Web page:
The mtDNA profile of the Georgian Queen Ketevan is known and available for comparison to individuals who are curious whether they may have descended from the same lineage. The story below outlines how the mtDNA profile of the Georgian Queen Ketevan was discovered.

Queen Ketevan DNA

Queen Ketevan was a queen of Kakheti in eastern Georgia. In 1614, she became a prisoner of Shah Abbas I of Iran in a failed attempt to prevent Kakheti from being attacked by the Iranian armies. For ten years, she was kept captive in Shiraz, Iran, before she was tortured to death for refusing to convert to the Islamic faith. Shortly after her death, two friars unearthed the remains and kept them hidden for three years before bringing the right arm to Goa, India in 1627. The arm was kept in a stone box on a window in the St Augustine convent.

Loss of Queen Ketevan’s remains

Through the 15th and 16th centuries, the St Augustine convent was enlarged and rebuilt before collapsing into ruins in 1842. Queen Ketevan’s arm bone was lost in the ruins, and since 1989 many different groups have attempted to find it. Finally in 2004, an arm bone and two other bone relics were found. Based on historical records, it was assumed that the arm bone was the missing arm bone of Queen Ketevan and the other two bone fragments belonged to two friars (Friar Guilherme de Sto. Agostinho and Friar Hyeronimo da Cruz). Genetic analyses were conducted to confirm the identity of these bones.

Genetic analyses of the remains

The mitochondrial DNA (mtDNA) was extracted from the arm bone and the two bone fragments and the mtDNA profile was determined for each individual. The high copy number (hundreds of copies per cell), rapid evolution rate and strict maternal inheritance of mtDNA make this DNA type the most suitable and informative for the analysis of ancient human remains. There are three regions of the mtDNA that can be analyzed – two hypervariable regions (HVR1 and HVR2) and the coding region.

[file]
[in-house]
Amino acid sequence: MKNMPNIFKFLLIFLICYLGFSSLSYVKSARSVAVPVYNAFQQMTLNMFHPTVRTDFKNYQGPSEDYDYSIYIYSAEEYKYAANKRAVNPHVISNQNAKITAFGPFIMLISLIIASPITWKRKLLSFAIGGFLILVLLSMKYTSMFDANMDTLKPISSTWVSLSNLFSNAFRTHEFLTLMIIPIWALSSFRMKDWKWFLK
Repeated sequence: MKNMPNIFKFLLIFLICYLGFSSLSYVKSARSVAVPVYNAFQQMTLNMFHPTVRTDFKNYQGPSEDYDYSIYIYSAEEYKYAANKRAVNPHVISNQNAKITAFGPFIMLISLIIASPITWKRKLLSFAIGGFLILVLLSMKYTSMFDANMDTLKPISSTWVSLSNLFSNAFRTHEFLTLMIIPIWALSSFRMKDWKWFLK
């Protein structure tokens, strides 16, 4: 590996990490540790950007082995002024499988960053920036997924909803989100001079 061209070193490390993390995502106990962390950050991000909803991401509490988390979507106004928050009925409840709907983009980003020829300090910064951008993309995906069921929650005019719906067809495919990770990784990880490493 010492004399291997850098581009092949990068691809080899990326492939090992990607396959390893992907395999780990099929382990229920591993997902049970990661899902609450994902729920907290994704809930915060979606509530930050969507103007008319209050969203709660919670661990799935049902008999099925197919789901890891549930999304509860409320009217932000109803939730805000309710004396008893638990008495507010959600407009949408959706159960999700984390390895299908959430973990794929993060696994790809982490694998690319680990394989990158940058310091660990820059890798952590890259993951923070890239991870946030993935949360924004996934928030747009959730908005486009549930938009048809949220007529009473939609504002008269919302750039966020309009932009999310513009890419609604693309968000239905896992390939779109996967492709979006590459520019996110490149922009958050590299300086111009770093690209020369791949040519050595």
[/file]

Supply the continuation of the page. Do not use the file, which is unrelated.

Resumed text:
The geneticists involved in this study sequenced one hypervariable region (HVR1), as well as select changes within HVR2 and the coding region to confirm the mtDNA haplogroup. This analysis showed that the arm bone belonged to mitochondrial haplogroup U1b – a haplogroup that has a moderate to high frequency in Georgia, but is absent from Indian reference samples. The gender of this arm bone was also confirmed as female by genetic analysis of the gender-specific amelogenin marker. The two other bone fragments have mtDNA profiles (haplogroups R6a and U2a) typical of Indian populations.

Conclusions

Genetic analyses of the arm bone found in the ruins of the St Augustine convent identified a typical Georgian mtDNA profile, as expected for the Georgian Queen Ketevan. Analyses of the other two bone fragments showed typical Indian mtDNA profiles, as expected for the two friars who were members of the local Indian population. The results of these genetic analyses along with historical and archaeological data, confirm the positive identification of the lost arm bone of Queen Ketevan.

DNA Database Comparisons

The DNA tests conducted in this study have defined the mtDNA profile of Queen Ketevan and two friars. If you have taken the mtDNA HVR1 (Standard Maternal Ancestry) test, you can compare your mtDNA against these profiles to see if you may have descended from the same maternal lineage as the Georgian Queen Ketevan or one of the two Indian friars.